Fractionating auditory priors : A neural dissociation between active and passive experience of musical sounds

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Kliuchko , M , Brattico , E , Gold , B P , Tervaniemi , M , Bogert , B , Toiviainen , P & Vuust , P 2019 , ' Fractionating auditory priors : A neural dissociation between active and passive experience of musical sounds ' , PLoS One , vol. 14 , no. 5 , 0216499 . https://doi.org/10.1371/journal.pone.0216499

Title: Fractionating auditory priors : A neural dissociation between active and passive experience of musical sounds
Author: Kliuchko, Marina; Brattico, Elvira; Gold, Benjamin P.; Tervaniemi, Mari; Bogert, Brigitte; Toiviainen, Petri; Vuust, Peter
Contributor: University of Helsinki, BioMag Laboratory
University of Helsinki, Elvira Brattico / Principal Investigator
University of Helsinki, Doctoral Programme in Cognition, Learning, Instruction and Communication
University of Helsinki, Cognitive Brain Research Unit
Date: 2019-05-03
Language: eng
Number of pages: 18
Belongs to series: PLoS One
ISSN: 1932-6203
URI: http://hdl.handle.net/10138/303441
Abstract: Learning, attention and action play a crucial role in determining how stimulus predictions are formed, stored, and updated. Years-long experience with the specific repertoires of sounds of one or more musical styles is what characterizes professional musicians. Here we contrasted active experience with sounds, namely long-lasting motor practice, theoretical study and engaged listening to the acoustic features characterizing a musical style of choice in professional musicians with mainly passive experience of sounds in laypersons. We hypothesized that long-term active experience of sounds would influence the neural predictions of the stylistic features in professional musicians in a distinct way from the mainly passive experience of sounds in laypersons. Participants with different musical backgrounds were recruited: professional jazz and classical musicians, amateur musicians and non-musicians. They were presented with a musical multi-feature paradigm eliciting mismatch negativity (MMN), a prediction error signal to changes in six sound features for only 12 minutes of electroencephalography (EEG) and magnetoencephalography (MEG) recordings. We observed a generally larger MMN amplitudes-indicative of stronger automatic neural signals to violated priors-in jazz musicians (but not in classical musicians) as compared to non-musicians and amateurs. The specific MMN enhancements were found for spectral features (timbre, pitch, slide) and sound intensity. In participants who were not musicians, the higher preference for jazz music was associated with reduced MMN to pitch slide (a feature common in jazz music style). Our results suggest that long-lasting, active experience of a musical style is associated with accurate neural priors for the sound features of the preferred style, in contrast to passive listening.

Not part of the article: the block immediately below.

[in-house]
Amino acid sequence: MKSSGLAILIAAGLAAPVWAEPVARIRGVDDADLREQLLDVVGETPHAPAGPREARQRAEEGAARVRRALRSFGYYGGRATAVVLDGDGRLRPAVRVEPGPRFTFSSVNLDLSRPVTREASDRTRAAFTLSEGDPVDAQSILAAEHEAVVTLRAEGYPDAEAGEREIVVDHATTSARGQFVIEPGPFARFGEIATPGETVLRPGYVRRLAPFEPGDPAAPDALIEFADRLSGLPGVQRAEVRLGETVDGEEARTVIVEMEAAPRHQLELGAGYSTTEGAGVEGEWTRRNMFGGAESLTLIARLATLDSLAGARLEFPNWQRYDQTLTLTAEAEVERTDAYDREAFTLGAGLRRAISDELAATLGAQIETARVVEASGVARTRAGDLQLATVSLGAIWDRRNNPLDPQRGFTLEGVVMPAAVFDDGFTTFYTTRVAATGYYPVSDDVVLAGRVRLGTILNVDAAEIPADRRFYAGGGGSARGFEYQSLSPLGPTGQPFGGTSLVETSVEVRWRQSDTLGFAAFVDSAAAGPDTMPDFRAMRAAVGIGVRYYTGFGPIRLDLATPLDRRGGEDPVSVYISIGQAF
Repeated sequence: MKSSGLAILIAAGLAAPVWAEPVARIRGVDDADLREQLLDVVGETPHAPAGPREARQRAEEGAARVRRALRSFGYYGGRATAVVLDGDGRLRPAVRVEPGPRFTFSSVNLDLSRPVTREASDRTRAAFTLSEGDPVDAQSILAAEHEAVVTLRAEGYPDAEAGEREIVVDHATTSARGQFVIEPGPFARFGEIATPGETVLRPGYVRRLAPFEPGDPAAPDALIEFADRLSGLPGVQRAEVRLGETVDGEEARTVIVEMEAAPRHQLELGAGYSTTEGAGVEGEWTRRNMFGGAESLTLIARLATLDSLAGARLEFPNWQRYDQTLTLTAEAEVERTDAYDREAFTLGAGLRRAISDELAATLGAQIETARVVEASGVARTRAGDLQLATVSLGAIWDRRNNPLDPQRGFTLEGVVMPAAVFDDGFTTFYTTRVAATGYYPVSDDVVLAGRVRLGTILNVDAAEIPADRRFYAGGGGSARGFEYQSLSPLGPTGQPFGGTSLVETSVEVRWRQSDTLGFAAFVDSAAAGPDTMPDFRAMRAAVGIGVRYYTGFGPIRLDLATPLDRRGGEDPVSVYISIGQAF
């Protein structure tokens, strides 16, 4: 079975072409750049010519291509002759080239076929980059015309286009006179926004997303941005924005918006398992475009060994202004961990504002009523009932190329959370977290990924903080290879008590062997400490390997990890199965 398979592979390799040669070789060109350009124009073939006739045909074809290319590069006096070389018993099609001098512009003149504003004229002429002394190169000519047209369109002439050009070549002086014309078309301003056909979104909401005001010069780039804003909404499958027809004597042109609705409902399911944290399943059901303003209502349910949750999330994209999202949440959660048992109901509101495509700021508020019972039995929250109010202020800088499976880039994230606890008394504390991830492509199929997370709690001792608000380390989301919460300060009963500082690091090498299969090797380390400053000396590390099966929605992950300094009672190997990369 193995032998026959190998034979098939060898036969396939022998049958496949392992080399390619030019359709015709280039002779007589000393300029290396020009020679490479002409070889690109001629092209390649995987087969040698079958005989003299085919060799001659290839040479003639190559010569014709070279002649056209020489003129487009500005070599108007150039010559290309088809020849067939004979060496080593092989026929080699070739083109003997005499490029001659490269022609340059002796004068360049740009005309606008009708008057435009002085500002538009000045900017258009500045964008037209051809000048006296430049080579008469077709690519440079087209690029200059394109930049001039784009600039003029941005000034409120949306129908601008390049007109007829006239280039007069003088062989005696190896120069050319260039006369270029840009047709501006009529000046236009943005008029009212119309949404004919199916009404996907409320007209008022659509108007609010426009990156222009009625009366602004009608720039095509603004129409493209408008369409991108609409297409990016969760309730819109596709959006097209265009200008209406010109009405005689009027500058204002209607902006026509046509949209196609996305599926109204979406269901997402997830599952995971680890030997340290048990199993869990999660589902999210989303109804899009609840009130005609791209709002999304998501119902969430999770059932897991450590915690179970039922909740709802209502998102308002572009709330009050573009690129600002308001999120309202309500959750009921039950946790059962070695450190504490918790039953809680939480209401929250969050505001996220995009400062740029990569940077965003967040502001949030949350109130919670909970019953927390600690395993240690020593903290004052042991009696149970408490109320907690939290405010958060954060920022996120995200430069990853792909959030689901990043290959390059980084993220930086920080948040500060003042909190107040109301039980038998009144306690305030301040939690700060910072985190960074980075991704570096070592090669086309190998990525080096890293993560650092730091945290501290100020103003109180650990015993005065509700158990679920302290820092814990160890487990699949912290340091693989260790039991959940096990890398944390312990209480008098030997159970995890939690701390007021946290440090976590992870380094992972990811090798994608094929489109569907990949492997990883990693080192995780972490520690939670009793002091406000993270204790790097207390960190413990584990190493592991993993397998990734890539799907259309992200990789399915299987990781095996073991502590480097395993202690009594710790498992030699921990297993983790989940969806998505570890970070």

Subject: BRAIN RESPONSES
HESCHLS GYRUS
MUSICIANS
ENCULTURATION
REPRESENTATIONS
NEUROPLASTICITY
DISCRIMINATION
ACQUISITION
PREDICTION
FEATURES
515 Psychology
3112 Neurosciences
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